Niger Country Plan

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Original work and design created by 10th grade DSA students as part of the 'Legacy of Imperialism' Project. www.digitalsafari.org

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Niger Country Plan

  1. 1. preventing a death and saving a life..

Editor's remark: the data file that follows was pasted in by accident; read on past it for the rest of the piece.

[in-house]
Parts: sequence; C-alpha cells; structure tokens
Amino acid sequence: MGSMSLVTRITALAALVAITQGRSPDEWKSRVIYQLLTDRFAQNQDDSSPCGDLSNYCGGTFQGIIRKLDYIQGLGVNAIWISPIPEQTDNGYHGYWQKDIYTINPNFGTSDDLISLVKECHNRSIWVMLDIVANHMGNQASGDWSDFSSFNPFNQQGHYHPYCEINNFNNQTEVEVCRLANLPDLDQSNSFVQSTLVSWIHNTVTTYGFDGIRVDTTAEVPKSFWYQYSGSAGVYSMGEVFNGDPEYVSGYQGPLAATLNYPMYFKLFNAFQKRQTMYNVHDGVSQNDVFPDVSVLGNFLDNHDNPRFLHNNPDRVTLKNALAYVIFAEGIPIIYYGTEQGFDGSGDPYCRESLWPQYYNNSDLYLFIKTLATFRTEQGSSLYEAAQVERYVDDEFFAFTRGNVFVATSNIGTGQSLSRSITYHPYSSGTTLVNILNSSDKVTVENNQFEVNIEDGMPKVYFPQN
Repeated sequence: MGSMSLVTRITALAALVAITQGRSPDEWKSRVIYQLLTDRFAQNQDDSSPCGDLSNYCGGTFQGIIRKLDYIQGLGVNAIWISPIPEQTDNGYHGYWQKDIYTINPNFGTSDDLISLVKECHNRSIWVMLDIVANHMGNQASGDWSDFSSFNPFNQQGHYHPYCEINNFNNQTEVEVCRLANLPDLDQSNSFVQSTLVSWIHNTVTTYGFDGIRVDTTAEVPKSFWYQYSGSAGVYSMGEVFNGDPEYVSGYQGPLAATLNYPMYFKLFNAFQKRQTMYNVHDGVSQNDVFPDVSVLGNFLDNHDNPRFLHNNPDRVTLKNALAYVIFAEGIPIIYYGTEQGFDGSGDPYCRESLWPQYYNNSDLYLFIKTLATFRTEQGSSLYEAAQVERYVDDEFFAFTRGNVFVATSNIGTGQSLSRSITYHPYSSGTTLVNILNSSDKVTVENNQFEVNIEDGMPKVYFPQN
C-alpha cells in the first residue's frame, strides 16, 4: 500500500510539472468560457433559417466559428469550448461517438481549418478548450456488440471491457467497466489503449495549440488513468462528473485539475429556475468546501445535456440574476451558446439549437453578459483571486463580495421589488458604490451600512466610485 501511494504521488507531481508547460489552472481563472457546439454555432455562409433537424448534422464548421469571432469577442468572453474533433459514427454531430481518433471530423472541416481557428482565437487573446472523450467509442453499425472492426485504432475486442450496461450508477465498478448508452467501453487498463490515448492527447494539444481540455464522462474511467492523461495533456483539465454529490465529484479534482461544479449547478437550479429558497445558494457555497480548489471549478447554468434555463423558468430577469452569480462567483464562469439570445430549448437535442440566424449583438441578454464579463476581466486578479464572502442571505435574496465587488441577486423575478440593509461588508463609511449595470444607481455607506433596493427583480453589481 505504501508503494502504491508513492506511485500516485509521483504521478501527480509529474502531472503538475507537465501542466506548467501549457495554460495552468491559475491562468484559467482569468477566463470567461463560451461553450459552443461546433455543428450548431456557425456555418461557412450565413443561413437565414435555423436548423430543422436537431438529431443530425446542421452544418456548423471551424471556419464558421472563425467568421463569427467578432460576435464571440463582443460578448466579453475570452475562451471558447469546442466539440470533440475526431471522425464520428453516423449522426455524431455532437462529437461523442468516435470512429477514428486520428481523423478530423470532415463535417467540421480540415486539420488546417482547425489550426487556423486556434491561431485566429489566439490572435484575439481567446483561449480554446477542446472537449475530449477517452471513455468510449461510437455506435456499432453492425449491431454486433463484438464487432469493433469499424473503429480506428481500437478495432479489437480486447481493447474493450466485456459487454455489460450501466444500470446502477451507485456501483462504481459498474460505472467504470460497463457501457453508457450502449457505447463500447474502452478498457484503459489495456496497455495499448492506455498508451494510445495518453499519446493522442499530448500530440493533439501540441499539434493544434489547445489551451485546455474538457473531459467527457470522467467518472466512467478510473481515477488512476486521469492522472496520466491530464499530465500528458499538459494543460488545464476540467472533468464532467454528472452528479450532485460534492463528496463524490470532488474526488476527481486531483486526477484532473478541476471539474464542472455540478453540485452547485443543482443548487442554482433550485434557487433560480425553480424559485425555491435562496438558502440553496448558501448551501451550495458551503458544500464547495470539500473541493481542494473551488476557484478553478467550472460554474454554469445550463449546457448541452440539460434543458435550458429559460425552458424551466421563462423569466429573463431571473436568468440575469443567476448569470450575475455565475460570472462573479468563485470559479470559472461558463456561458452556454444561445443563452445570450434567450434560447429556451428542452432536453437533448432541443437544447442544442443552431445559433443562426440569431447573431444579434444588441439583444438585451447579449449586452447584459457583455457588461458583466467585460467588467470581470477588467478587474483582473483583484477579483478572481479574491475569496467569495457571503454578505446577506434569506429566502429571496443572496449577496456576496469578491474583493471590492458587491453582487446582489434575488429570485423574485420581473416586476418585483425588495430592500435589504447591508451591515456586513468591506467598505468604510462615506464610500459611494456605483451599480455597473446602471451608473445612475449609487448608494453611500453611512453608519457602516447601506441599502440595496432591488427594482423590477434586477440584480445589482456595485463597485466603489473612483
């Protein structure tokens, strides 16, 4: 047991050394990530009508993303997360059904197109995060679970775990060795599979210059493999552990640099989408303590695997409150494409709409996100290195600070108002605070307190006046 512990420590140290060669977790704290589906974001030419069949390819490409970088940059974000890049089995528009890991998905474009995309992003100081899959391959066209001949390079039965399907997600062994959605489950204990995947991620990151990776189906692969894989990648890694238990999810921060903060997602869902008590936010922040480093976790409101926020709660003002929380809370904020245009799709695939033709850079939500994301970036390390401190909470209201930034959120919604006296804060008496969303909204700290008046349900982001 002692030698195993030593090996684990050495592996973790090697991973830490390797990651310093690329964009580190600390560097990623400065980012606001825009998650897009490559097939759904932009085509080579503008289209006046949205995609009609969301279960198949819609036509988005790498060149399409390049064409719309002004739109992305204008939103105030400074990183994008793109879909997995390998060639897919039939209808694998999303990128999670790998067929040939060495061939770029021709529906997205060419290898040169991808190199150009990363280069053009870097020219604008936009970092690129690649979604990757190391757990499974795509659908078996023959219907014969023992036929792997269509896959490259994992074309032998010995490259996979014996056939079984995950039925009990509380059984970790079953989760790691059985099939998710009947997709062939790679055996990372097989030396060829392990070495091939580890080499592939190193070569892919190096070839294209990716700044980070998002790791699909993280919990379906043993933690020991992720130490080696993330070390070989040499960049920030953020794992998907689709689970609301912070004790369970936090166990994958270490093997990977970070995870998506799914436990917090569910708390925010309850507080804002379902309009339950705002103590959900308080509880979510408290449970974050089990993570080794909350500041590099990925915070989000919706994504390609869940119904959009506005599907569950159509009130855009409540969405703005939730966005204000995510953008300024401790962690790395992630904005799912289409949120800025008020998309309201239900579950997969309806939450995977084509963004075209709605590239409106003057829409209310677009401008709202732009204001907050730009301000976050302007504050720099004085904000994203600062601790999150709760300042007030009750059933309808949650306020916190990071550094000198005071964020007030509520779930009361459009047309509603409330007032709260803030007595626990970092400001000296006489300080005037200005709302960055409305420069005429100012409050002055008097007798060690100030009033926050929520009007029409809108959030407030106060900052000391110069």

2. 2. EXECUTIVE SUMMARY Niger, the 6th poorest country in the world has a population of approximately 15 million people. More than half of the total population is living under a dollar a day. Niamey, the capital of Niger located near the Niger River has a population of about 774,915 thousand people. The Niger River is the major source of water for over 3 million people in Niger. Niger does not have access to many clean water sources resulting in citizens consuming polluted water con- taining bacteria and diseases. Niger mostly consists of wasteland due to environmental issues such as deforestation, desertification, soil erosion, and overgrazing. Many of these problems are due to the lack of water for plantations. Ni- ger lost over half of its forest due to the ongoing droughts. A huge amount of Niger’s population is severely malnour- ished, statistics show at least 2.5 million people living in Niger don’t have enough to eat and 44% of children under five are severely malnourished. This issue has increased poverty levels because without citizens being healthy, there is less productivity in school and work. As of 2007, 45% of Niger’s citizens are enrolled in school, but only 40% are able to complete it. The population of men finishing school is much higher than the female completion rate because women often don’t have time for school because they fetch water and care for their children. Since poverty is such a big issue in Niger, children have gone through child prostitution and labor. Children are raped and forced to work in order to receive money for their families. All of these severe issues are caused by the extreme poverty in Niger. In order to help Niger improve and become a better, stable community, our organization has implemented a plan to help Niger rise from poverty. In order to address this problem, our organization has targeted one main cause of poverty in Niger, which is its water sources. Niger’s unclean and inaccessible water has caused many people in Niger to become unhealthy, which ultimately leads to unproductivity and decreased enrollment in school. Our goal is to clean Niger’s water and give more citizens access to water to improve their health and well being. We will be handing out life straws to people in Niger, installing solar powered water pumps into village wells, and creating water purification systems along the Niger River. Life Straws are portable water filters that remove impurities, bacteria, and chemicals making dirty water safe to drink which will supply immediate relief to help Niger. We will also be installing solar powered water pumps into village wells. Niger consists of many wells throughout villages but most wells are contaminated with diseases. By installing these solar powered pumps the water will be cleaned daily using energy from the sun allowing safe consumption for families living in villages in Niamey. Lastly, we will create water purifica- tion systems along the Niger River. Since about 3 million people use the Niger River as their water source, we will place water purification systems along the Niger river every 10 miles apart to allow a majority of the people access to clean water. The water purification system takes in water from the Niger River and purifies it removing all bacteria and chemical taste through a filter and ultraviolet light disinfection process. Then the water is stored in a tank where citizens can have access to it. This will benefit Niger by impacting the environment and providing clean water for crops, decreasing the amount of people suffering from waterborne diseases, allowing women and children more time in the day without having to work long hours to get water, increasing enrollment in schools and less starvation. Our project will impact Niger for the better by preventing a death, and saving a life.